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Michelle Foik & Wendi Cabo: ERIS Brewery and Cider House

“It’s the first brewery in the state of Illinois that's owned and operated by women. I mean, people talk to us, they’re like, you two ladies decided to do this? And we're like, yeah. And I'll be honest with you, I didn't have an issue with it. I wasn't scared. I think the first time I ever got nervous was when my business partner Katy Pizza and I opened the doors and I'm like, ‘Oh my gosh, this is really happening now.’

We bought the building in July 2015. It was the first building we looked at. It's an old Masonic temple that was built in the 1900s. It was then converted into a Korean church. And when we walked in, it's just this big, beautiful open space with windows and lights and it's so cool.

We have been just inundated with people that believe in the same things that we believe in, that want to support a woman-ran business. It’s quite amazing, we see a lot of diversity within the clientele that come in the doors. It's great to be welcomed by everyone.”

“The neighborhood has been so supportive of us and we see a lot of new faces even through all of this. And seeing the same people come in all the time, you get to know them, you get to know their families. It really means a lot. And they've really been there for us through all of it.

We just want everyone to come in and have an experience that means something to them because it means a lot to us to do everything that we're doing.”

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Erick Williams: Virtue

“Virtue is geared toward being an unapologetically Black space that would be open and inviting to anyone that walked in the door, and would represent the best and most cherished parts of our culture through food and the treatment of people.

We didn't know if we were going to be busy, we didn't know if we would be celebrated. If the truth be told, we really didn't do it for any of that. We wanted to put an emphasis on giving opportunities to the Black and brown community, but we wanted our doors to be open for people who wanted to learn and grow. And the community embraced it. The outpouring of love and support, it's overwhelming thinking about it.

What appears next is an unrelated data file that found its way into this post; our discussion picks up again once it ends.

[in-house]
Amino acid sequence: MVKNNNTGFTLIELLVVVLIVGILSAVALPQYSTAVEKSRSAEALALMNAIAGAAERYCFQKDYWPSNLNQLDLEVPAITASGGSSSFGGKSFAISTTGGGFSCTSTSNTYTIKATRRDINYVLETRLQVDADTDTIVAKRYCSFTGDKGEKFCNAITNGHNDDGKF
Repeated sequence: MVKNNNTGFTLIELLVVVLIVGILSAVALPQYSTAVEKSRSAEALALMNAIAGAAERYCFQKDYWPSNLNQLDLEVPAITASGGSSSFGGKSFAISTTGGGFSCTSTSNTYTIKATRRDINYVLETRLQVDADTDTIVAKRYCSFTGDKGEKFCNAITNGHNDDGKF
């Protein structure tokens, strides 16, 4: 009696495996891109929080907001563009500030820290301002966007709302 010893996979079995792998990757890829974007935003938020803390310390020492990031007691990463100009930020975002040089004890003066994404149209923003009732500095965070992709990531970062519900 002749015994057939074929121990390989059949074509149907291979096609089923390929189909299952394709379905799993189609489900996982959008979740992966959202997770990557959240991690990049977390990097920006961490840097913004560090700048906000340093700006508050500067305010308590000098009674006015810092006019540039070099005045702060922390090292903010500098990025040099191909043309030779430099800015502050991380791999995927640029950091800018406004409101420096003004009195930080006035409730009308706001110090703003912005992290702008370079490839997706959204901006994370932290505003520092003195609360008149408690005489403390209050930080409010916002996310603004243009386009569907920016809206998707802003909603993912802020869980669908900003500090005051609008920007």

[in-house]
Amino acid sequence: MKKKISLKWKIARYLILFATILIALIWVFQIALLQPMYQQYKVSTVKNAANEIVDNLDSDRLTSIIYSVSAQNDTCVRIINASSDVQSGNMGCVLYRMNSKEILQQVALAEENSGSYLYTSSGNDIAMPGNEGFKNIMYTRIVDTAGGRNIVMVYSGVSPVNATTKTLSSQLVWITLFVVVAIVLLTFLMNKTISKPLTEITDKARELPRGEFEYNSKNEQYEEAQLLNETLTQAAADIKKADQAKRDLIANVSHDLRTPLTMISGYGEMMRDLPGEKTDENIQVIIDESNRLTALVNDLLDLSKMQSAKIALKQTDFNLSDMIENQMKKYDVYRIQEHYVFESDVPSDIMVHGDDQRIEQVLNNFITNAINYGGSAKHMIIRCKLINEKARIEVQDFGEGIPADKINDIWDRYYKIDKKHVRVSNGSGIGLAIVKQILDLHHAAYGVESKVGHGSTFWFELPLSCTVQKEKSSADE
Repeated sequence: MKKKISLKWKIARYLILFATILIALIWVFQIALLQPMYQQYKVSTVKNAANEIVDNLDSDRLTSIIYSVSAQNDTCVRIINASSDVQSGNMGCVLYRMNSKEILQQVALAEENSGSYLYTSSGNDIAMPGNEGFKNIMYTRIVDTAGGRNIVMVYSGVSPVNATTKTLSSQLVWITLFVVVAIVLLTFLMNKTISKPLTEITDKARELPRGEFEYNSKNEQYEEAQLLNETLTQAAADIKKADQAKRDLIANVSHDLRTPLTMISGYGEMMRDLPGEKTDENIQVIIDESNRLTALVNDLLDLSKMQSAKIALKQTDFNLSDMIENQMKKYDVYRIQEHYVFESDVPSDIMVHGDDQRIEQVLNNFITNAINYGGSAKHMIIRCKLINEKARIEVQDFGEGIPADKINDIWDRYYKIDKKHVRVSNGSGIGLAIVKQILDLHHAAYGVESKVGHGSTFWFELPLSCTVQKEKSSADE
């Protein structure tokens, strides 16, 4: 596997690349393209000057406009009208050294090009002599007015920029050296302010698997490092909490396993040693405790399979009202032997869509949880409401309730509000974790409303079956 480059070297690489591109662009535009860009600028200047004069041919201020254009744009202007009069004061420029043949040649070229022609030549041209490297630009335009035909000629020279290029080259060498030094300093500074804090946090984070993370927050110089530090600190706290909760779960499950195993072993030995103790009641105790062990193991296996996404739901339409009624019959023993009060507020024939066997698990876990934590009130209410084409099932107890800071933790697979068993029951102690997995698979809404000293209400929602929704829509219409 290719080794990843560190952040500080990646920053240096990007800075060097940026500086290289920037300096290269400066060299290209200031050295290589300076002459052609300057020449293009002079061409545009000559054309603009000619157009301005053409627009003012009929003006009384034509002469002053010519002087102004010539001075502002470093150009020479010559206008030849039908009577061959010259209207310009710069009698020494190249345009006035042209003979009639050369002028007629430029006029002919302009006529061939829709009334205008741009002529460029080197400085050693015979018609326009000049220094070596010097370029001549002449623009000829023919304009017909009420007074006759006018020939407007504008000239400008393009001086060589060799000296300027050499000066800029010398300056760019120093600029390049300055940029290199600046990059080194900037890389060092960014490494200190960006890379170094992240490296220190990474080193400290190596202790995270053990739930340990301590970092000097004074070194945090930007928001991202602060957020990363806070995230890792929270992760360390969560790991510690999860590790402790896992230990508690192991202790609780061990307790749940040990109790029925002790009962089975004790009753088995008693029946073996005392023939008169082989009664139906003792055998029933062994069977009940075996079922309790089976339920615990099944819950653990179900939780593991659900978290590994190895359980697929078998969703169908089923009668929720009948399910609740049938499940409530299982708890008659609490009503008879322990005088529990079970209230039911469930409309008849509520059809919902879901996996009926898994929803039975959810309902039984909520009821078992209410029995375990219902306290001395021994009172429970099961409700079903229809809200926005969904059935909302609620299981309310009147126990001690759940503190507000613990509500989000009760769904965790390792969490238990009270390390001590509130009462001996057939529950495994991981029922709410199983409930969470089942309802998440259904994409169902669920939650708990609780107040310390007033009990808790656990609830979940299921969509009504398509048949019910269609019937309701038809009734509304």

[In April], I called my business partner and said, ‘Hey man, I think I want to just focus on these first responders.’ I know I'm tired, both mentally and physically, and I can't imagine what it's like to be in a hospital. It was in the thousands of meals that we put out, and you know, it felt really good. It felt like a really rich experience at a time when we needed to shift gears and we needed a lift ourselves.”

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Marco Rodriguez: Dulcelandia

“My parents are from Mexico. They immigrated to the United States in the 1970s and started Dulcelandia in 1995. They saw it as an opportunity to start bringing in some of their favorite candy and piñatas and some of their culture and nostalgia.

I remember being a kid and looking at all the piñatas and candies that were coming in from Mexico and being astounded by it. But it took a lot of my parents’ time away from being with their family. Once I became part of the business, I realized that my parents sacrificed everything they could in order to give me and my siblings a better life and better future than what they had.

We expanded into Little Village because it was the center of Mexican heritage here in Chicago. Little Village has a very strong tradition of entrepreneurship. All the stores you see down 26th Street are typically small businesses that are owned by families. I think it's a neighborhood that is open for everyone to come and visit, to explore and to support the local businesses and all of our neighbors.”